A virtual environment is a “space” separated from operating system, where Python packages get installed. This “space” is local, thus prevents Python packages from overwriting your system Python packages.
Imagine having package
xyz in version
1.2.4 installed system-wide. Now
you want to install Ganeti Web Manager, that requires this package in version
You can’t keep both packages installed system-wide. Therefore you need to somehow separate packages required by Ganeti Web Manager and your system packages. Virtual environment does exactly this.
Virtual environment structure¶
Virtual environment (shortly
venv) consists of these
bin- contains executable files and activation scripts
include- contains symlink to
lib- Python packages get installed to this directory
local- contains symlinks to
share- contains documents and
manpages installed along with Python packages
Helpers and tools¶
Main tool used for creating virtual environments is
When you issue
virtualenv name in your shell, this tool creates structure
described above in the
Usually next thing to do when developing (or deploying) a project in Python is to clone a repository within that virtual environment. It creates your project files next to virtual environment‘s directories. And everything becomes a mess.
To help overcome this mess, someone clever wrote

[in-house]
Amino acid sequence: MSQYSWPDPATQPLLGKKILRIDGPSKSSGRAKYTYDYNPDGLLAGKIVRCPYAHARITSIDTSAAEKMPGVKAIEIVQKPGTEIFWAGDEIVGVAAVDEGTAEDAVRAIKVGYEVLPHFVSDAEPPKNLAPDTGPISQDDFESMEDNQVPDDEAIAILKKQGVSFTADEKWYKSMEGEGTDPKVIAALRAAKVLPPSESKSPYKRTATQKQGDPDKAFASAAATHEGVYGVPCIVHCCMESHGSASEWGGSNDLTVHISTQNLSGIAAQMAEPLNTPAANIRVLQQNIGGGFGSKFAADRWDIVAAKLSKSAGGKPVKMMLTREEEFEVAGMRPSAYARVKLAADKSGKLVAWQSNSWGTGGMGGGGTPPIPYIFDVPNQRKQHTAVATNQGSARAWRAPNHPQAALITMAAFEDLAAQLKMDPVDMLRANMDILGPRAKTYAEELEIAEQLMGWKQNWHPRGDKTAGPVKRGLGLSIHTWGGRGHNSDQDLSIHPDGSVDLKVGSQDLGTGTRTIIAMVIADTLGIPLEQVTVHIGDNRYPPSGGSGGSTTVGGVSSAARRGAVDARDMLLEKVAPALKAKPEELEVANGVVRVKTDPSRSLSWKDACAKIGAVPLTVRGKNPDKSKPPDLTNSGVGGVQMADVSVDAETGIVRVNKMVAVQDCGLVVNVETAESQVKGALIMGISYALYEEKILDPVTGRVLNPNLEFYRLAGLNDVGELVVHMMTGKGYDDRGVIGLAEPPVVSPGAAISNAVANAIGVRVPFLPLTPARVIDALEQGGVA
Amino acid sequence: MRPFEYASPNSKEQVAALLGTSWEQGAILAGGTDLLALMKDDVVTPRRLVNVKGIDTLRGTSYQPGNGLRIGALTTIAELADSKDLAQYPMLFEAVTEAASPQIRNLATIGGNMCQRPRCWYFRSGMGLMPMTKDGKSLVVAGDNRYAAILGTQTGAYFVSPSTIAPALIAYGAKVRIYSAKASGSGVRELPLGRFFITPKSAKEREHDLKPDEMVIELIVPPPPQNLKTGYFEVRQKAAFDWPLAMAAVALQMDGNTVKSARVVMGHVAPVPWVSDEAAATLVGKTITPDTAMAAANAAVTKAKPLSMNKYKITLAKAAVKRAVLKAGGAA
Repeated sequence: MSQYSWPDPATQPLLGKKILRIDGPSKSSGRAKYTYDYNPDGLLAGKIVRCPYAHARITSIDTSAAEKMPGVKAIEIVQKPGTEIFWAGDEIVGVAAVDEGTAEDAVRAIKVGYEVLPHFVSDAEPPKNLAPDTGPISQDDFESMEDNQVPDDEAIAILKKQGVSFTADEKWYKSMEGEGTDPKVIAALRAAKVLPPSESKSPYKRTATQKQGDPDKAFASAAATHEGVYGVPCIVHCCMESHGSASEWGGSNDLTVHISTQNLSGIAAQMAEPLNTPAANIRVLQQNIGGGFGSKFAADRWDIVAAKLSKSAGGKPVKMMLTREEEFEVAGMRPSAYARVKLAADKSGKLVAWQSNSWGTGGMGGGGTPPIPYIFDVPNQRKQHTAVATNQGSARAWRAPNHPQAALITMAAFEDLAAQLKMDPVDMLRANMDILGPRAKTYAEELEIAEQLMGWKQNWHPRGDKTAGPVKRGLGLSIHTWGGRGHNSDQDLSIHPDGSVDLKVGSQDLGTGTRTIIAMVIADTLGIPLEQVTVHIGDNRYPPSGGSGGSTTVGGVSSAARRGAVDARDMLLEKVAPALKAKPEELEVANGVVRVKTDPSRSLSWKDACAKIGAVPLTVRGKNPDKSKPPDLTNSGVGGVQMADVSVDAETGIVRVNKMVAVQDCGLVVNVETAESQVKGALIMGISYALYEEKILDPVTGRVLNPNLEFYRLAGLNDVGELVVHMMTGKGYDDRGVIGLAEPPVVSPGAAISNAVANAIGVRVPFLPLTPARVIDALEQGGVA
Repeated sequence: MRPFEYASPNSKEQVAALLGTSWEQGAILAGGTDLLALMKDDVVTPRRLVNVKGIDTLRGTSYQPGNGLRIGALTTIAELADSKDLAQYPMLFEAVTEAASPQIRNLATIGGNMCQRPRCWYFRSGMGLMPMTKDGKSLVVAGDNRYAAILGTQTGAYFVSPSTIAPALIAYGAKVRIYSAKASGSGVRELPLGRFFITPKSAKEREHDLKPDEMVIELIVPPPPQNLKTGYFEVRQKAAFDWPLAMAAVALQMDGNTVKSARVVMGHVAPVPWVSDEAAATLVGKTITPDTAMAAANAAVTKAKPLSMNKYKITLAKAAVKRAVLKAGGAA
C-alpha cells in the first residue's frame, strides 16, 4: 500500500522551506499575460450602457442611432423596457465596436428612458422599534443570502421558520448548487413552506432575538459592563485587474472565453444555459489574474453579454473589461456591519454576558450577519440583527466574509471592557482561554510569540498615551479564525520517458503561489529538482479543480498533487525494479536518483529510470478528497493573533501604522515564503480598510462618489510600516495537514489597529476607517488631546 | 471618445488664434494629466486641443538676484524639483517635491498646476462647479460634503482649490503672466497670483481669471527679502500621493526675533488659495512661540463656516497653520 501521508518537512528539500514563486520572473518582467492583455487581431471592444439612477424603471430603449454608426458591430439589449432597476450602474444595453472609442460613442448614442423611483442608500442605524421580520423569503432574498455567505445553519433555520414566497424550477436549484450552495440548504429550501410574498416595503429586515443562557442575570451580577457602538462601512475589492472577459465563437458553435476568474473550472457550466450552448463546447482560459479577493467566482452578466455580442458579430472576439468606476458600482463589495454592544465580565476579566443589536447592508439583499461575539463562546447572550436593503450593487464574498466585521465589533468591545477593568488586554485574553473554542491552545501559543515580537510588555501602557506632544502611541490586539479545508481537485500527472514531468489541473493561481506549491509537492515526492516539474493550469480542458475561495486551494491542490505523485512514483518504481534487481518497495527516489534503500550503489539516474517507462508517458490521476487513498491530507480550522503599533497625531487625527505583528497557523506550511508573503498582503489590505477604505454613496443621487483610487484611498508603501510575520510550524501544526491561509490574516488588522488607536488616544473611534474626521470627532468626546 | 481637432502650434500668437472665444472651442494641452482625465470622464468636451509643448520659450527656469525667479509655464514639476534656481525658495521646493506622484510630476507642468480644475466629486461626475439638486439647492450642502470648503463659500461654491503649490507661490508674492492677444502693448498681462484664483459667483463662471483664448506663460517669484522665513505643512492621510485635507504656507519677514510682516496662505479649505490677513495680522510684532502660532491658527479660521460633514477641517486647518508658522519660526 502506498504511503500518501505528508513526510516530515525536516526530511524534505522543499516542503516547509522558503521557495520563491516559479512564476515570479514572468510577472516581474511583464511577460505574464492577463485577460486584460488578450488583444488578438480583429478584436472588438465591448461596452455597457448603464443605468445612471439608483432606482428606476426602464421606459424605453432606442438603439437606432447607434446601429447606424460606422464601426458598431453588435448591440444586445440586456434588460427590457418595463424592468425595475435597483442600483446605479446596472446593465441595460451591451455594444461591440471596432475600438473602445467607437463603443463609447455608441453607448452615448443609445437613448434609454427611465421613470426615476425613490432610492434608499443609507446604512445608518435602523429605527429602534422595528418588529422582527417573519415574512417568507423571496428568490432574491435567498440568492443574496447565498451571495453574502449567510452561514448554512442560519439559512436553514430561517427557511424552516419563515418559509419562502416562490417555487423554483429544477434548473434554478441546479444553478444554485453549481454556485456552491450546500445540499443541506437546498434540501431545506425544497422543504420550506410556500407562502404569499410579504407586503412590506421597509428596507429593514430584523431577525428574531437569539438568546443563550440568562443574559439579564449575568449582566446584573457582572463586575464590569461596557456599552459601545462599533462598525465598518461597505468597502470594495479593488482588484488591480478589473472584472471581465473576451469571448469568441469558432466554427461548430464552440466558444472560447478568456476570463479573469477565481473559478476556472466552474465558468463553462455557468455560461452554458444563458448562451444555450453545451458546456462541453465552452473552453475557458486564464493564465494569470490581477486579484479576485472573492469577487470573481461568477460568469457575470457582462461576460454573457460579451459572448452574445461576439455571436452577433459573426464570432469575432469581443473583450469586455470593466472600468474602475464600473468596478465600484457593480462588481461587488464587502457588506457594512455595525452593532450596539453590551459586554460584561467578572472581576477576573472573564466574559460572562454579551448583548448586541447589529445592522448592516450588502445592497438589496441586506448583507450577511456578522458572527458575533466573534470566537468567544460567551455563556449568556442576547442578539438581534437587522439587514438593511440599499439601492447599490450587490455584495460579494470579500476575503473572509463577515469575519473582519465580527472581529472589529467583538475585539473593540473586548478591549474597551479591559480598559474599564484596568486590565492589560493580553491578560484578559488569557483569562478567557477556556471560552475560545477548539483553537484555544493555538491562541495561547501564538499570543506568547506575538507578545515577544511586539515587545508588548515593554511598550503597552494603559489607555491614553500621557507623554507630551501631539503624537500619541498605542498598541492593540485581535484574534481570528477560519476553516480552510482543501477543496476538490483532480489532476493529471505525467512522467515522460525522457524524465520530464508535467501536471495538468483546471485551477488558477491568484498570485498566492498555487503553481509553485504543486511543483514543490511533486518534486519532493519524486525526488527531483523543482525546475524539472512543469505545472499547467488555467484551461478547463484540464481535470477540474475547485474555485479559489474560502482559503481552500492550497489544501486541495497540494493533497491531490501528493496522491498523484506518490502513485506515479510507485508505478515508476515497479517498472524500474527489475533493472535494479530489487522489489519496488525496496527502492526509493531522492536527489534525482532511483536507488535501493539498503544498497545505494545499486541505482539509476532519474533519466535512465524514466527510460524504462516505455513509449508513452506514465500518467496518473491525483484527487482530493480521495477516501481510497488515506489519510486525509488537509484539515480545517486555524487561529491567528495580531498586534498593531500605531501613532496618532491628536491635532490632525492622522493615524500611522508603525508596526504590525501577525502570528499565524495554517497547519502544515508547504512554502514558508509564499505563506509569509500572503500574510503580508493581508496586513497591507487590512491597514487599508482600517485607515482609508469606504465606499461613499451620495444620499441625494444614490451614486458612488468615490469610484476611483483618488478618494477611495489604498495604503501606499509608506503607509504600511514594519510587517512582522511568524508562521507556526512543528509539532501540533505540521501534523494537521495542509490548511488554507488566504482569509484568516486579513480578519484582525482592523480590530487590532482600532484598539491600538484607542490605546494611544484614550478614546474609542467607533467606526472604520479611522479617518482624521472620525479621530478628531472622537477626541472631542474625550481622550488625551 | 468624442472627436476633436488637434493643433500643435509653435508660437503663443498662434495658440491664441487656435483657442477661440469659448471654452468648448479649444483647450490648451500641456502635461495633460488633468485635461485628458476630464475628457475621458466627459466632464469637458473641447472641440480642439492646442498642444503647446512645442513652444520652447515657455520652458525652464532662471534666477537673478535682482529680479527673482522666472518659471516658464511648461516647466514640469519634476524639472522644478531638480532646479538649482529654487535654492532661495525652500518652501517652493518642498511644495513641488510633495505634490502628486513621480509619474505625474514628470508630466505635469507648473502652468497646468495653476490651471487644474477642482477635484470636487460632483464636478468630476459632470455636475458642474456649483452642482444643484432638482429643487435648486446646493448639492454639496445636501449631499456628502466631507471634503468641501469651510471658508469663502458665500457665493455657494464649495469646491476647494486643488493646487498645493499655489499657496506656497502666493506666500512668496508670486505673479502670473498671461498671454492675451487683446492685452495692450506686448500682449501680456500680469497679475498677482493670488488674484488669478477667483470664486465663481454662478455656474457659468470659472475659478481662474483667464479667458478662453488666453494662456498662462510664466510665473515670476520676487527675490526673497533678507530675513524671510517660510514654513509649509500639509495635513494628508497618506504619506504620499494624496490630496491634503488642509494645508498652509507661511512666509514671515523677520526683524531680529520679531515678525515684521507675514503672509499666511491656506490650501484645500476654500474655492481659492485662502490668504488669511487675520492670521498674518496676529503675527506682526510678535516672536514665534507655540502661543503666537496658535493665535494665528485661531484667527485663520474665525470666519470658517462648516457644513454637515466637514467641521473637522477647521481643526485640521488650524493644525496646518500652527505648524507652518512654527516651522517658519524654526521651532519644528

is a set of shell scripts, that:
- create virtual environment in your
- list virtual environments existing there
- remove specified virtual environment
- quickly switch between existing virtual environments
...and we highly recommend using it.
- Creates virtual environment with given name.
- List all existing virtual environments.
- Remove existing virtual environment with given name.
- Switch to virtual environment with given name.
- When you’re within virtual environment, you can leave it by issuing this command.
Command line prompt¶
By default, after activating specific virtual environment, it’s name appears at the beginning of your shell prompt. For example:
$ cd ganeti_webmgr $ workon gwm (gwm)$ django-admin.py --help ... (gwm)$ deactivate $ lsvirtualenv
In some guides in this documentation these brackets indicate commands issued from within virtual environment.